You know who I envy? Writers who have complete faith in their work and themselves. The ones who write a book and always know immediately that it’s great stuff and is going to sell like hotcakes. Or the ones who may know their work needs help, but believe so strongly in their own stories that they push on, striving to make them better. They never doubt their abilities or spend days wondering what they’re doing trying to write a novel, for Pete’s sake. They don’t wonder if they’re fooling everyone, including themselves, with this whole author thing.
Sometimes, I can be that writer. When a scene works perfectly, when I’ve written a beautiful setting, when a character says exactly the right words, I feel like that writer. Always by the time a book is done, through development and copy edits and ready for production, I pretty much am that writer. When a book releases and reviewers love it and readers clamor for more, I am unquestionably that writer. But why does it take me all the way to that point to believe that I am a good writer? Why do I need that validation?
A question for the universe, although today, I know for certain that I am a good writer. I just signed a new contract with my publisher for another 3-book series to take place in my wonderful little town of River’s Edge. I’m honored and humbled and delighted that Tule Publishing has such faith in me as a storyteller. How amazing is it that I get paid to do what I love most because you know, words are wonderful, but royalty checks and contracts are incredibly validating.
So today, I will tell you, I am a great writer. I may not be shouting it around the first of April when I’m trying so hard to get to “The End” on the second Lange Brothers story. I may be whimpering by the end of April when it’s due, but today…this day. I am a great writer. Here’s a snippet from my new novel, coming February 1, 2022:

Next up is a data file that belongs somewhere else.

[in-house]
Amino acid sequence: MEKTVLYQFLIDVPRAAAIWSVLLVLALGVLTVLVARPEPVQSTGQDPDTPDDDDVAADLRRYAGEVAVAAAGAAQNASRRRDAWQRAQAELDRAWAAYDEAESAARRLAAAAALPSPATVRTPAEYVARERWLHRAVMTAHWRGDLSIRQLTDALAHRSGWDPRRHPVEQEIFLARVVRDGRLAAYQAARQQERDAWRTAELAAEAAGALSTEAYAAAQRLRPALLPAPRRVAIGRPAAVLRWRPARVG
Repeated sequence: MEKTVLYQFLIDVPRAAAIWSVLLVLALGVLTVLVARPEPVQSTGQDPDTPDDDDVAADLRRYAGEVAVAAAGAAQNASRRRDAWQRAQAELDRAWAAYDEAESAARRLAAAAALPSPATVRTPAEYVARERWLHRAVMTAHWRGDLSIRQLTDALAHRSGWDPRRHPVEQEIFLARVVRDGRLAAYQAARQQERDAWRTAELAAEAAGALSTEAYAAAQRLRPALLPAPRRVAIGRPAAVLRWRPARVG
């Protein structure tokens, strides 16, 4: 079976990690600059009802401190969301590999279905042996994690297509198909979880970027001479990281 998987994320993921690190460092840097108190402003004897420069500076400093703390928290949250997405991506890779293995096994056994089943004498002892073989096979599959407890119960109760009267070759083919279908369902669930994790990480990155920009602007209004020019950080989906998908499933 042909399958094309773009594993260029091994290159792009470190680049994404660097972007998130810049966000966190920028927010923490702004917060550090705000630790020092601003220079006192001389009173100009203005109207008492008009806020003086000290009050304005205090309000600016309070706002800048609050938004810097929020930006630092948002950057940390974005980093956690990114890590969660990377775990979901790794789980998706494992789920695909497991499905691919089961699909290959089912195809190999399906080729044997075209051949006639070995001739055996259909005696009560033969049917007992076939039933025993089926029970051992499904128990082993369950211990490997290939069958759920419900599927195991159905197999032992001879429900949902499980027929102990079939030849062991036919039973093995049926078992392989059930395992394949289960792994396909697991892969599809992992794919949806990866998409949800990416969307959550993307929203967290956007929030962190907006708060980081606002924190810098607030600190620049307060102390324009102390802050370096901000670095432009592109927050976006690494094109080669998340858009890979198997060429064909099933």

Two cups of hot cocoa later, Kitt was curled up on the sofa, already snug in her PJs, doing the only thing she could do when she was desperately attracted to a man that she absolutely did not want to be attracted to. She’d called Maeve in Dublin and thank God for international calling because they’d been talking for forty-five minutes.
“Kitt, me darlin’ sister, you’ve got to get over your thing about men. Two bad relationships are not an omen for the next one.” Maeve was probably exhausted. It was six hours later there, so seven p.m. in River’s Edge meant one in the morning in Dublin. But she’d answered the phone, bless her, and no doubt crept out to the lounge to keep from disturbing Declan.
“I don’t trust my judgment anymore.” Kitt took another sip of lukewarm cocoa. “And even though this guy is delicious and an upstanding citizen and he seems very kind, he has a reputation around town for being a player. I can’t do another player. I don’t have the emotional energy to deal with that.”
“At least this one’s single,” Maeve offered around a yawn.
“Not funny, Mae.”
“Look. Just get through the stupid bet. I can’t believe you let yourself get drawn into that—so typical. You never could back down from a challenge.” Maeve giggled. “Remember when Peter O’Malley bet you couldn’t jump Paddy Gallagher’s pasture fence? You did it, even though you and Dewey hadn’t jumped anything higher than a fallen log before that.”
“And if you’ll recall, it was about to storm that day in a country that rarely ever sees thunderstorms. A clap of thunder later, I ended up on my arse in a pile of cow shite and had to chase Dewey for half a kilometer in the pouring rain because he was terrified.” Kitt set her cup down, settled deeper into the sofa, and pulled the fleece throw up to her neck. “You’ve made my point. I have no judgment. Apparently, I never did.”
Stay well, stay safe, and most of all, mes amies, stay grateful!